CANADA FX DEBT-C$ hits 3-week low as U.S. yields extend climb

 (New throughout, updates prices and market activity, adds
comment from strategist)
    * Canadian dollar at C$1.2846, or 77.85 U.S. cents
    * Loonie touches its weakest level since April 3 at C$1.2897
    * 10-year yield touches highest since Feb. 15 at 2.376

    By Fergal Smith
    TORONTO, April 25 (Reuters) - The Canadian dollar fell on
Wednesday to its lowest in more than three weeks against its
U.S. counterpart, as the greenback added to recent gains against
a basket of major currencies.
    At 4 p.m. EDT (2000 GMT), the Canadian dollar          was
trading 0.1 percent lower at C$1.2846 to the greenback, or 77.85
U.S. cents. The currency touched its weakest level since April 3
at C$1.2897.
    "It has mostly been a U.S. dollar story," said Mark
Chandler, head of Canadian fixed income and currency strategy.
"It is getting some support finally from having U.S. yields
    The greenback        notched a four-month high as benchmark
U.S. Treasury yields climbed further above 3 percent.
    Improved prospects for a deal to revamp the North American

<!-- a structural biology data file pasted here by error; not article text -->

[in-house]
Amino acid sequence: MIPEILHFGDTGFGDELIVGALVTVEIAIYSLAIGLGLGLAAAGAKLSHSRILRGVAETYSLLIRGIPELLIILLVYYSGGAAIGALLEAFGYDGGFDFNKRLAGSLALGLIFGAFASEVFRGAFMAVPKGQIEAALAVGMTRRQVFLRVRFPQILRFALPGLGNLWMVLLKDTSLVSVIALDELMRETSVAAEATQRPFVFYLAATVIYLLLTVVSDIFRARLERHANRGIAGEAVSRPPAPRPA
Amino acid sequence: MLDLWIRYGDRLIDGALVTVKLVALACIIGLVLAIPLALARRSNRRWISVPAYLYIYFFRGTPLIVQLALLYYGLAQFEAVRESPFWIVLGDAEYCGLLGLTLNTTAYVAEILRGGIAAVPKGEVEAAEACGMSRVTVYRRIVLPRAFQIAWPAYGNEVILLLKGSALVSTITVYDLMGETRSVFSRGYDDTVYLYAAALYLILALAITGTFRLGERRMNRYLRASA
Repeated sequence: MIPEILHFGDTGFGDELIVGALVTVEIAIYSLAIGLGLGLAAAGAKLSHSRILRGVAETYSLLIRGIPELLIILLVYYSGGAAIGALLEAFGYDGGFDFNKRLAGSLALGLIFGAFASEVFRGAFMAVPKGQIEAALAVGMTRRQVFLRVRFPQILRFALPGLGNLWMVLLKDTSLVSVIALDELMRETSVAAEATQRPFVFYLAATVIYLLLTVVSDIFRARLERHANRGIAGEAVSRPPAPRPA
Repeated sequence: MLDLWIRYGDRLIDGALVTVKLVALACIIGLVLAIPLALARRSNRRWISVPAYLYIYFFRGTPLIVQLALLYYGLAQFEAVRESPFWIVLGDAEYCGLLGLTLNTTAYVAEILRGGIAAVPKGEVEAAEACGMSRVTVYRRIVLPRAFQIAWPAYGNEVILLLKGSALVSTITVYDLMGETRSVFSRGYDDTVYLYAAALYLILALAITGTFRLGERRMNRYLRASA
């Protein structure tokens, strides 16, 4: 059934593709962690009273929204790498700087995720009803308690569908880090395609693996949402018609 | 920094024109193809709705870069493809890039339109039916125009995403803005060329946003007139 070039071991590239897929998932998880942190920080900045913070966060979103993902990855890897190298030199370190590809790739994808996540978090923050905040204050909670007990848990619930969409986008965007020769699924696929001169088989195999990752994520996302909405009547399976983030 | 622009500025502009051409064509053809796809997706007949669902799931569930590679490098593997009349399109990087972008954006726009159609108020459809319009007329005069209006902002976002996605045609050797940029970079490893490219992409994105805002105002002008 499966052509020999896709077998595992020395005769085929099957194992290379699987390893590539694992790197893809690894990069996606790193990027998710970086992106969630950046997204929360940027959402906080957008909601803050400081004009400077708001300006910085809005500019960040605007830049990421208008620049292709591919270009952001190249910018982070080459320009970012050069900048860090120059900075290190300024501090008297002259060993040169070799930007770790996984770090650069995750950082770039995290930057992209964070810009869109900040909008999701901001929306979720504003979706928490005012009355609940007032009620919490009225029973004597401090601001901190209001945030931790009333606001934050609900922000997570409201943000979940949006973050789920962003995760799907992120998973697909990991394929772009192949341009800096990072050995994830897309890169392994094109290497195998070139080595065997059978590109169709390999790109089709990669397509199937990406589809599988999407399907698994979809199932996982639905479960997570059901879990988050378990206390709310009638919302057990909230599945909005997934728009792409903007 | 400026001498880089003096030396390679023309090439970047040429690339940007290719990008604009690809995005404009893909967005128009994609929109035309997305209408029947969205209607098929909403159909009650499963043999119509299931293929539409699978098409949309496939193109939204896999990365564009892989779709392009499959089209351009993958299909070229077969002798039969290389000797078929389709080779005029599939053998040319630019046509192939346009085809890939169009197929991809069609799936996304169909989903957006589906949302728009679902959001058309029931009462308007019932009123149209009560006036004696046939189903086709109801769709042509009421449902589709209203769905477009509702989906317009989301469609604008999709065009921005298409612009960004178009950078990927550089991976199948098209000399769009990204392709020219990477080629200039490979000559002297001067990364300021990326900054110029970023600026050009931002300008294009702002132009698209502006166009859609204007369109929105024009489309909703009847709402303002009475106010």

Free Trade Agreement have supported the loonie but have been
offset by some recent soft domestic data and last week's
interest rate announcement by the Bank of Canada, Chandler said.
    The loonie has declined 2.3 percent after the central bank
held its benchmark interest rate steady at 1.25 percent and said
it did not know when or how aggressive it would need to be to
keep inflation in check.             
    Still, Bank of Canada Governor Stephen Poloz said on
Wednesday in an appearance before the Senate Standing Committee
on Banking, Trade and Commerce that he was much more encouraged
by the economy compared to previous testimony in
    Canadian Foreign Minister Chrystia Freeland reiterated
Canada's opposition to proposed U.S. steel and aluminum tariffs
due to come into force next week, as pressure mounts to seal a
quick deal on updating NAFTA.              
    U.S. crude oil futures        settled 0.5 percent higher at
$68.05 a barrel as investors shrugged off data showing rising
domestic fuel inventories and production. Oil is one of Canada's
major exports.
    Canadian government bond prices were lower across a steeper 
yield curve in sympathy with U.S. Treasuries. The two-year
           fell 2.5 Canadian cents to yield 1.932 percent and
the 10-year             declined 15 Canadian cents to yield
2.375 percent.
    The 10-year yield touched its highest intraday since Feb. 15
at 2.376 percent.             

 (Reporting by Fergal Smith; editing by Jonathan Oatis and David